Facing up to how he does this is a worthwhile exercise in understanding our budget problem. It's not the privatization that does it. His proposal to add optional private accounts to Social Security actually increases the program's cost, which is a good reminder that Social Security plays little role in our long-term deficits. Similarly, his proposal to privatize Medicare increases costs. As the CBO points out, Medicare negotiates lower prices than private providers and is run more efficiently. "Beneficiaries would therefore face higher premiums in the private market for a package of benefits similar to that currently provided by Medicare," the wonks conclude.

Ryan saves his money after he privatizes the programs. Under his proposal, seniors stop getting Medicare, which is both government-run and pays for any procedures that can be shown to help improve their condition. Instead, the seniors get a voucher to buy private insurance, and that voucher grows more slowly than medical costs. That means the coverage that voucher buys is going to grow more slowly than medical costs. Seniors will be in the same position the rest of us are in: Either you can afford the coverage and care you need through savings or subsidies or both, or . . . you can't.

That, at least, is what the CBO is scoring. Ryan's hopes are different. "You compartmentalize the programs," he tells me. "Don't do that." In his telling, his proposal unleashes market forces by pulling people out of Medicare, out of Medicaid and out of the employer-based market. He envisions insurance exchanges and better information on quality and cost. Combine that many consumers with that much money and that much transparency, and it'll have to reform itself into something we can afford. "This sector isn't immune from free-market principles," he says.

The notion that procedures improve conditions is comical.

Posted by Orrin Judd at 6:25 PM


US foreign policy has not made breakthroughs (Daniel Dombey, February 7 2010, Financial Times)

Barack Obama’s foreign policy of engagement has yet to make any breakthroughs and the US president’s second year in office is set to be tested by an intransigent Iran and North Korea, top administration officials have acknowledged. [...]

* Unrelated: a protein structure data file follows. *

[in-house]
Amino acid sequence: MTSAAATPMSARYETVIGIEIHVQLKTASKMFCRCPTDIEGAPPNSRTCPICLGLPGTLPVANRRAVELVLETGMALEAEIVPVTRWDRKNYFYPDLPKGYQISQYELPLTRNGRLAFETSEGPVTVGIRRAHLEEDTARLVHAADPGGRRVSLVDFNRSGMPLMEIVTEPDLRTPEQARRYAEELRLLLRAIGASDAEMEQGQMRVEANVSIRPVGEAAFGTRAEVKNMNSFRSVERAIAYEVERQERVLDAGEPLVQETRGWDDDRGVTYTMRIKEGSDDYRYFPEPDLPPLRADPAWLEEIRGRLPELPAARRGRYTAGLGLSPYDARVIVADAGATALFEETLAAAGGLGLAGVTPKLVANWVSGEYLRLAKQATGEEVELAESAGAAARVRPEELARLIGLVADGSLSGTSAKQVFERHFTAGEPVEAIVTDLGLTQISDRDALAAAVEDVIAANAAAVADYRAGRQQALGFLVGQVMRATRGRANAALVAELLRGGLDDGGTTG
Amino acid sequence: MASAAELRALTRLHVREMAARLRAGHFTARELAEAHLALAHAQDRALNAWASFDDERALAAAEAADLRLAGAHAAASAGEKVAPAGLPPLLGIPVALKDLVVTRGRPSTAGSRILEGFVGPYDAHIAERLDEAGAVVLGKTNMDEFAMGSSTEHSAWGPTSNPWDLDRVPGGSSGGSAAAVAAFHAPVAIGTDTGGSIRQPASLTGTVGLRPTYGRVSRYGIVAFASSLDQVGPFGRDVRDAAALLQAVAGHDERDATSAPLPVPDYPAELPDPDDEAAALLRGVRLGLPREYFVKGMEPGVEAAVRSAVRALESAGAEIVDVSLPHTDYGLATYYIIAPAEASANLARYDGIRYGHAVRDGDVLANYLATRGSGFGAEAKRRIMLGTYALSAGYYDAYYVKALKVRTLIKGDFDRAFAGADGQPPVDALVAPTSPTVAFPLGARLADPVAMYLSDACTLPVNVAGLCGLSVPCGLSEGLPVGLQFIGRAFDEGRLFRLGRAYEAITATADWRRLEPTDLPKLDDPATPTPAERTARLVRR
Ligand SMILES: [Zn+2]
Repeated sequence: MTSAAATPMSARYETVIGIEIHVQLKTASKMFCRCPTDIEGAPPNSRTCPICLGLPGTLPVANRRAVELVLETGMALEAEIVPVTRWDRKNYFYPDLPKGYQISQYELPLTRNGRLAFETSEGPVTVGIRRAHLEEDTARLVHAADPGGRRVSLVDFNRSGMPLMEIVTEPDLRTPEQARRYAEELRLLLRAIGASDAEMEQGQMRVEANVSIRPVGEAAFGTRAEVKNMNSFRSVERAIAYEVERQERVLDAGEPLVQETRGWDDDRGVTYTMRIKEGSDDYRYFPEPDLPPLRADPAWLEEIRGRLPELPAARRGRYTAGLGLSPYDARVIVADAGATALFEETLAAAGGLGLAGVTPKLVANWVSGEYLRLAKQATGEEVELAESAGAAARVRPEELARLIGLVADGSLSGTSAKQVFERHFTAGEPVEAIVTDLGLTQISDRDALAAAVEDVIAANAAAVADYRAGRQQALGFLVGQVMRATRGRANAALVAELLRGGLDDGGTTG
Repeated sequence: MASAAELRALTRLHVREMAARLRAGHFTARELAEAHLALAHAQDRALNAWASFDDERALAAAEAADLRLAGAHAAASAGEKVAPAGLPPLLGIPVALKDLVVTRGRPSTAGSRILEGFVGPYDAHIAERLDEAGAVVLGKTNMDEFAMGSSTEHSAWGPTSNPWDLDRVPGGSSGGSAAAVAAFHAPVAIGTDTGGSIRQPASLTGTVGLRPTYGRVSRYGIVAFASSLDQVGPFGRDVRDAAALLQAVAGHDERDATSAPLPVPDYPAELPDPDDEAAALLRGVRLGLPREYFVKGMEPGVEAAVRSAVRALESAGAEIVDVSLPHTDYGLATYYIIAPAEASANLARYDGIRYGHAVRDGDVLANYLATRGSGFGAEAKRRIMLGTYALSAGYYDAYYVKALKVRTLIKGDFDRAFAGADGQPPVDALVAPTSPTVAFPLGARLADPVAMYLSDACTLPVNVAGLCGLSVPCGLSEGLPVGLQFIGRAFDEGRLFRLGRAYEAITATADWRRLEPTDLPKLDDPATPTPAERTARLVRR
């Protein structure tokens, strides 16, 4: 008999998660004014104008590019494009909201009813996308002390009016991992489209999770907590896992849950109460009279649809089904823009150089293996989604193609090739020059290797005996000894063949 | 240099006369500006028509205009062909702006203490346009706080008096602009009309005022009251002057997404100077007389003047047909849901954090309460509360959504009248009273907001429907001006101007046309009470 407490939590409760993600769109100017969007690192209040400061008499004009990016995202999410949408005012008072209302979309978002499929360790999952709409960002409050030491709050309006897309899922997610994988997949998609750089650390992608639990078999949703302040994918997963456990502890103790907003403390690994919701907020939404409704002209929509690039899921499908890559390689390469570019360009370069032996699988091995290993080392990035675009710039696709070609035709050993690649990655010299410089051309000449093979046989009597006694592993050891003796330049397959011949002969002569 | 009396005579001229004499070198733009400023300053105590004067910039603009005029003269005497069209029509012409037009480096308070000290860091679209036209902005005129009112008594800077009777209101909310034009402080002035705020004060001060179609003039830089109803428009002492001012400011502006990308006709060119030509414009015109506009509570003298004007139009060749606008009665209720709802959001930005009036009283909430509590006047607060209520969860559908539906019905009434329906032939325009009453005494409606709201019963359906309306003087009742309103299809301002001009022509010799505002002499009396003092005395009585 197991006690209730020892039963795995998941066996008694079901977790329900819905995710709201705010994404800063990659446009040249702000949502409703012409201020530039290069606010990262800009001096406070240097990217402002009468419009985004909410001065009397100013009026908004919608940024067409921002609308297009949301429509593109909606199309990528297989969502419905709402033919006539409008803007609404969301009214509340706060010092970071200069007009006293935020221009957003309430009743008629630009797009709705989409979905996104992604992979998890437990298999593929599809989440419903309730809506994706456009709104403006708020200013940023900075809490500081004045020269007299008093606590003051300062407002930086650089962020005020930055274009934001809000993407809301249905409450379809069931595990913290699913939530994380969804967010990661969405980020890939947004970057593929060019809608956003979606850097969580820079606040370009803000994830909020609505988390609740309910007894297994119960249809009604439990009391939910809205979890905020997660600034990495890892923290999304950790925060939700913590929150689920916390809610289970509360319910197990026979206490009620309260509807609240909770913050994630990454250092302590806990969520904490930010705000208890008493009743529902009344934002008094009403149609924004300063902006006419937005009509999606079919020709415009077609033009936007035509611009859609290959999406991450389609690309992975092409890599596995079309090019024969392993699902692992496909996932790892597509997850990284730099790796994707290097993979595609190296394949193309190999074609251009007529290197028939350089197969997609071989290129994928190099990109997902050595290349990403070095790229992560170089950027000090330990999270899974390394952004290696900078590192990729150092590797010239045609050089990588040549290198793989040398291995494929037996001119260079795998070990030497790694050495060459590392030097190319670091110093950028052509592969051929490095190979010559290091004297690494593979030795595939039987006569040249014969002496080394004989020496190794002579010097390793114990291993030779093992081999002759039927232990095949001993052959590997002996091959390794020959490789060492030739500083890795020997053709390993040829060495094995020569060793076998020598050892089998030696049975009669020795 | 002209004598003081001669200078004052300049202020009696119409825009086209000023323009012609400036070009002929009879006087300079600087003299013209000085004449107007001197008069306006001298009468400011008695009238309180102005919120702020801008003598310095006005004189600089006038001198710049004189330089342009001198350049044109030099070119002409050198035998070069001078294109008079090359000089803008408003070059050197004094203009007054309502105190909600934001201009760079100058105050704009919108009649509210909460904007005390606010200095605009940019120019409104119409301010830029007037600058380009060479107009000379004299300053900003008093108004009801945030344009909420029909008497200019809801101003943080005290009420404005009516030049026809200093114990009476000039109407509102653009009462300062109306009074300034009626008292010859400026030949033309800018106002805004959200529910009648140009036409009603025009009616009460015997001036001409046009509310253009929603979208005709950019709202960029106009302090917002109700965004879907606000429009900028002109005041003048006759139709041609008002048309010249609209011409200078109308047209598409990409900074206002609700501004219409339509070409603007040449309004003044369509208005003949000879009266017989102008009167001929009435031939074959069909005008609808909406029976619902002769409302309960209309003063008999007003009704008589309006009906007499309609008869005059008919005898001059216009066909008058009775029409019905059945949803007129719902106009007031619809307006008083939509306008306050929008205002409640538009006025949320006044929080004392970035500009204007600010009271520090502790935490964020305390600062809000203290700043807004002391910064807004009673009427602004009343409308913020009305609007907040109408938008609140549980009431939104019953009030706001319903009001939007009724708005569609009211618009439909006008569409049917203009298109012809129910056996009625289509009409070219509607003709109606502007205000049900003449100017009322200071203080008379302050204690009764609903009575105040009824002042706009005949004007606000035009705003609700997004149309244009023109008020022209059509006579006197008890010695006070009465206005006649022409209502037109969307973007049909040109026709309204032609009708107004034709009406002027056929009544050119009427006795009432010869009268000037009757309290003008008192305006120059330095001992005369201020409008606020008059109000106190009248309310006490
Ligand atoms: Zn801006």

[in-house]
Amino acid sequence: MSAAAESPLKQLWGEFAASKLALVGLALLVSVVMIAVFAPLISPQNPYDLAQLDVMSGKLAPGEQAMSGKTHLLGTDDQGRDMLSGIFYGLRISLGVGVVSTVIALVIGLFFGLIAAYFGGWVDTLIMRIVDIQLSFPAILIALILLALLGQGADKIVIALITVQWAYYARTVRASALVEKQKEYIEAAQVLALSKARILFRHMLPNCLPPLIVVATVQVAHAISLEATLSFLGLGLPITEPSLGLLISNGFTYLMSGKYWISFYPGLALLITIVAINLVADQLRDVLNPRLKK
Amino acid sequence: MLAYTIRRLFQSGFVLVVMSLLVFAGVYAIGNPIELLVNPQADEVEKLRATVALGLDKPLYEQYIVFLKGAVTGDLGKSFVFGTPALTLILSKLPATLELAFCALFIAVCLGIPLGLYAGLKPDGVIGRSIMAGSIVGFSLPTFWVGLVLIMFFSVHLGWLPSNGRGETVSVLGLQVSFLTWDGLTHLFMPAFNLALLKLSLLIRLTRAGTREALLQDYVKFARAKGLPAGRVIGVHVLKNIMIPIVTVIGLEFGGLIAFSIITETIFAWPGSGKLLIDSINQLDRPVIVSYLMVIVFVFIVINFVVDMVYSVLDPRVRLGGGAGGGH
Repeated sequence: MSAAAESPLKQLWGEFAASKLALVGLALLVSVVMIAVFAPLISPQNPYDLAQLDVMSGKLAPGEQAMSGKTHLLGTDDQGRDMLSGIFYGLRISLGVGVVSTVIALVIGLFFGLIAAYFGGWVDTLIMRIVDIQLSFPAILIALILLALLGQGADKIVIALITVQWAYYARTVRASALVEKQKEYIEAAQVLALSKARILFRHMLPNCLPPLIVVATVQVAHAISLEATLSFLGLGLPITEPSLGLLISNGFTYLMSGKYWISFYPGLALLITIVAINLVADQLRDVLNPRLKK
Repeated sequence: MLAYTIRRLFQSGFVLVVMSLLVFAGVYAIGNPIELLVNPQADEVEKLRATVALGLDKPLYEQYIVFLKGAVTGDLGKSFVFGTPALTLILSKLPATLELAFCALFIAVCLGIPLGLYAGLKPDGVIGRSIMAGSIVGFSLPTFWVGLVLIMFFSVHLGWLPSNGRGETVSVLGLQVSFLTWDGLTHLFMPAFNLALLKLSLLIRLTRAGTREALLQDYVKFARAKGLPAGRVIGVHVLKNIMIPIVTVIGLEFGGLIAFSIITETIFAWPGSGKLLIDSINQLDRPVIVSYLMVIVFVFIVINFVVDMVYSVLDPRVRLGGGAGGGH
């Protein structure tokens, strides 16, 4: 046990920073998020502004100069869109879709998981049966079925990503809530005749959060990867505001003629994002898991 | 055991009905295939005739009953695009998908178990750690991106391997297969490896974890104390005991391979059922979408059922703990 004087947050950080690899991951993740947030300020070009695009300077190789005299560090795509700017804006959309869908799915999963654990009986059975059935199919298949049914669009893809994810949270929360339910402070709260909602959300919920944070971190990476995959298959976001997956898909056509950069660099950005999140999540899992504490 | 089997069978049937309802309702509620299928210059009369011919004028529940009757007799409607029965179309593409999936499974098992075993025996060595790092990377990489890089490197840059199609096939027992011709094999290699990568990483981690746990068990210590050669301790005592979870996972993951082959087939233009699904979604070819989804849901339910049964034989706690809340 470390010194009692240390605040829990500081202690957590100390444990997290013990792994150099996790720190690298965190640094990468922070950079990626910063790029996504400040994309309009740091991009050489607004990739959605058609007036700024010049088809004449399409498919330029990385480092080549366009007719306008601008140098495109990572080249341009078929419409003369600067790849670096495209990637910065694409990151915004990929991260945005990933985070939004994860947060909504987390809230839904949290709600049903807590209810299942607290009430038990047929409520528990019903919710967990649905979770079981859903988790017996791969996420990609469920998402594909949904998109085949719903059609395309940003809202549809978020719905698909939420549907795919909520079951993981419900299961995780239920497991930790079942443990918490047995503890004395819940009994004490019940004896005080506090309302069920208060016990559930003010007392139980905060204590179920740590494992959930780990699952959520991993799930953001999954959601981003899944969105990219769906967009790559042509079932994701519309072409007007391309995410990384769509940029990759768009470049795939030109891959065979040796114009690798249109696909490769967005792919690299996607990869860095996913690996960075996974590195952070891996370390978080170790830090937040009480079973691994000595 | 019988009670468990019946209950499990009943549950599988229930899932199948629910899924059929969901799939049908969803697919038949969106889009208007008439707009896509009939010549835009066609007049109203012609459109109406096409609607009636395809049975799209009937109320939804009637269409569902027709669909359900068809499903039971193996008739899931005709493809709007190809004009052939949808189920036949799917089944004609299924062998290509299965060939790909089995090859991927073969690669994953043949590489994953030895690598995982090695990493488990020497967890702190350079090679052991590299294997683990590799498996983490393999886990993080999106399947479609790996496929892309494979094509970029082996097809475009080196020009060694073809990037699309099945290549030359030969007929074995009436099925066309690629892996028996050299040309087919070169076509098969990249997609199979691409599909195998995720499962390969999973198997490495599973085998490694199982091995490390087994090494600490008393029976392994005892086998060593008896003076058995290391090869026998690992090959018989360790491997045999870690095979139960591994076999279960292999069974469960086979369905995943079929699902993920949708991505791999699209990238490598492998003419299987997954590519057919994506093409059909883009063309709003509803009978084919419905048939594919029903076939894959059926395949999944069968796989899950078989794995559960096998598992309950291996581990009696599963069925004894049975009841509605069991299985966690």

“I am fairly realistic about foreign policy, and countries don’t just give up what they view as their interests in order to make nice with you,” [Hillary Clinton] told CNN.

Posted by Orrin Judd at 5:42 PM


Public loses faith in climate change science after leaked emails scandal: Surveys show increase in number of people who believe claims are exaggerated (Jo Adetunji, 2/07/10, guardian.co.uk)

A BBC poll, which surveyed 1,000 people, revealed that 25% of adults did not believe in global warming – a rise of 8% since a similar poll in November – and the percentage of those who thought climate change was a reality fell to 75%. Of those who believed, one in three felt climate change had been exaggerated. Only 26% of people thought climate change was "established as largely manmade".

Robert Watson, the chief scientific adviser for the Department for Environment, Food and Rural Affairs, said the results were "very disappointing". "The fact that there has been a very significant drop in the number of people that believe that we humans are changing the Earth's climate is serious," he told the BBC.

Posted by Orrin Judd at 11:22 AM


Haiti's Hidden Treasures (WILL FRIEDWALD, 2/04/10, WSJ)

Decades before last month's tragic earthquake, Haiti was in the news because of an upheaval of an entirely different kind. The republic had been occupied by American troops for 19 years. But after a series of bloody massacres and insurrections, the U.S. Marines were withdrawn in 1934. Two years later, an American named Alan Lomax landed in Haiti not with weapons but with a portable recording device. He'd been commissioned by the Library of Congress to document Haiti's ethnomusic traditions.

Encouraged by the writer Zora Neale Hurston (who sings on three tracks), Lomax recorded local music in Haiti for four months. During that period, the 21-year-old scholar and historian captured roughly 50 hours of sound recordings that were then buried in a U.S. government vault for more than seven decades, never seeing the light of day. Until now. "Alan Lomax in Haiti," 10 discs and a copiously illustrated and annotated booklet, have recently been released by Harte Recordings in conjunction with the Lomax Estate and the Library of Congress. (The price of the box set has just been reduced, with a portion of sales going directly to local disaster-relief organizations in Haiti. For more details go to thehaitibox.blogspot.com)

Posted by Orrin Judd at 11:20 AM